Posted September 28, 2016
Hydroelectric power is the leading energy source for Washington state. According to the U.S. Energy Information Administration (EIA), Washington was the country’s leading producer of hydro electricity in 2014, generating 30 percent of the nation’s net output.
Posted September 21, 2016
New Hampshire is without oil and natural gas reserves of its own. Nuclear accounted for about 47 percent of the state’s net electricity generation last year, with natural gas supplying about 30 percent. But since that gas – as well as natural gas for home heating – must come from elsewhere, the state (and the rest of New England for that matter) is engaged in an important conversation over ensuring adequate pipeline capacity to meet home, commercial and industrial needs.
Posted September 19, 2016
Sitting atop the prolific Marcellus and Utica shale plays, Pennsylvania is a natural gas production powerhouse – thanks to modern hydraulic fracturing and horizontal drilling. The U.S. Energy Information Administration (EIA) reports that the two plays provided 85 percent of U.S. shale gas production growth since the start of 2012, reflecting the blossoming production from shale and other tight-rock formations through safe fracking.
Posted September 16, 2016
Posted September 12, 2016
Posted September 12, 2016
Last month we noted new research showing that because the sun doesn’t always shine and the wind doesn’t always blow, the use of renewables by utilities in generating electricity needs a big assist from natural gas. We also pointed out how a rise in electricity generation from renewables this year has been accompanied by record-setting use of natural gas in the power sector. There’s an essential relationship between the two – one that fits with our view that an all-of-the-above approach is the best way to ensure the U.S. economy and American households are well-supplied with energy. A new analysis from the U.S. Energy Information Administration (EIA) shows how this is working in California, a big state with big electricity needs.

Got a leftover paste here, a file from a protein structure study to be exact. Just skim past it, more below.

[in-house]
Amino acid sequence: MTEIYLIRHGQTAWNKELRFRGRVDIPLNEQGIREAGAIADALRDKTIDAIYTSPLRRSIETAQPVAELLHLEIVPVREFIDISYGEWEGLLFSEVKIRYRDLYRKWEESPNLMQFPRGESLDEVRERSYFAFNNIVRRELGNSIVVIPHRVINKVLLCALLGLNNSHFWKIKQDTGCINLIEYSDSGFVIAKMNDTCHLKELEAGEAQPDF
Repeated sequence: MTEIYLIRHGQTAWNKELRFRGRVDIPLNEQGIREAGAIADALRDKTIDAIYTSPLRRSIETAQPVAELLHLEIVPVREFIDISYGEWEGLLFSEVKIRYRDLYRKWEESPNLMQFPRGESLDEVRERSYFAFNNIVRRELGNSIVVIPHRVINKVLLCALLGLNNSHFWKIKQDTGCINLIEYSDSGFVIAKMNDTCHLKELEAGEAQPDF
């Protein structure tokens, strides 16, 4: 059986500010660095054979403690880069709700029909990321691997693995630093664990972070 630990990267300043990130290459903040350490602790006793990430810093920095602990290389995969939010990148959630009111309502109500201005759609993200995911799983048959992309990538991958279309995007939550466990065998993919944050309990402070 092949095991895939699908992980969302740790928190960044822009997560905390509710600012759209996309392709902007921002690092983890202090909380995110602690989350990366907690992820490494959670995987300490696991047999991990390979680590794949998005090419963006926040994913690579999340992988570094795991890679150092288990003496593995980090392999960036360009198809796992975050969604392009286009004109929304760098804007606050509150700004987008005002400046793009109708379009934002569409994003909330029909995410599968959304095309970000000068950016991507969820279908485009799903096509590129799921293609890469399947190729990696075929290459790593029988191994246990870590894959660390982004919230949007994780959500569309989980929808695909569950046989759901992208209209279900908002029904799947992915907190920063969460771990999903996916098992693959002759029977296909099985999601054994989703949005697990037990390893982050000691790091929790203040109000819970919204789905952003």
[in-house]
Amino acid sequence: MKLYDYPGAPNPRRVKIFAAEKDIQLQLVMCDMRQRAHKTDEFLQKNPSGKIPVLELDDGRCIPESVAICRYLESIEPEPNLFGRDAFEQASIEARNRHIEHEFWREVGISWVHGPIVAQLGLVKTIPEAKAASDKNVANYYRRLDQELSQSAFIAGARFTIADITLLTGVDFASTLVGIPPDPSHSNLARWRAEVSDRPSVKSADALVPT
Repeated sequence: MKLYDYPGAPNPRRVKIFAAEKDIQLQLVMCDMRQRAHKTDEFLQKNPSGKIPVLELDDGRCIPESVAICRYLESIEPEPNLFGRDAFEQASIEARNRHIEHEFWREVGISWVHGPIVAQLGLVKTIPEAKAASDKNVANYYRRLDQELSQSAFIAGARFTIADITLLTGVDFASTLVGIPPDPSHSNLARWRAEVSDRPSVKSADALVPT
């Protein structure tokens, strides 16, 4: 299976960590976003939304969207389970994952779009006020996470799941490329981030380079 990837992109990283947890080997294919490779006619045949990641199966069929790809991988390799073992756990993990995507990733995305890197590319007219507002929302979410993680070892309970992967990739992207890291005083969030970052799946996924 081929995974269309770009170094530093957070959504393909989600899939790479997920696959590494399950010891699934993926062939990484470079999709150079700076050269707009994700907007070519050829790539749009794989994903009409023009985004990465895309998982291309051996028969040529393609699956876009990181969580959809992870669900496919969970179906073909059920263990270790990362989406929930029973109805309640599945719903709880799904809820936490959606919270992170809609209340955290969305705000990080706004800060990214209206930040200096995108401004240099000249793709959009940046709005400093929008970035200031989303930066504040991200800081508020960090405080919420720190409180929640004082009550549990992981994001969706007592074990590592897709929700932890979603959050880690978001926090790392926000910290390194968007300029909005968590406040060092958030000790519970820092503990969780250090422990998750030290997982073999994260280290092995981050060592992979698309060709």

Posted September 7, 2016
Seriously, we’re seriously into Fantasy Football. According to The Fantasy Sports Trade Association, more than 57.4 million people age 12 and above played fantasy sports in 2015. Since we’ve been talking in pestilential terms, that’s nearly as many Americans who suffer colds a year.
To which I say: Thank goodness for energy.
No disrespect to Cam, Dez, AD and Odell, but without modern energy there’d be no pro football as we know it, and for yuks we’d be back in the 1850s talking about Fantasy Horseshoes or something. Thanks to the power of energy, there’s the NFL – and Fantasy Football is everywhere and accessible to nearly everyone.
Posted September 2, 2016
Abundant, affordable and reliable. Natural gas appears in each of PJM’s compliance scenarios for good, market-based reasons – with ample availability and dependability driving its economic benefits. In the marketplace, this is a winning hand for America.
Posted August 30, 2016
Used to be, when you thought of West Virginia and energy, you thought of coal. Indeed, West Virginia remains a big coal producer, ranking No. 2 in the country (behind Wyoming) in 2014 U.S. Energy Information Administration (EIA) statistics. But the U.S. energy renaissance – driven by advanced hydraulic fracturing and horizontal drilling – has the state’s natural gas production skyrocketing, with benefits to the state and the entire country.
Posted August 25, 2016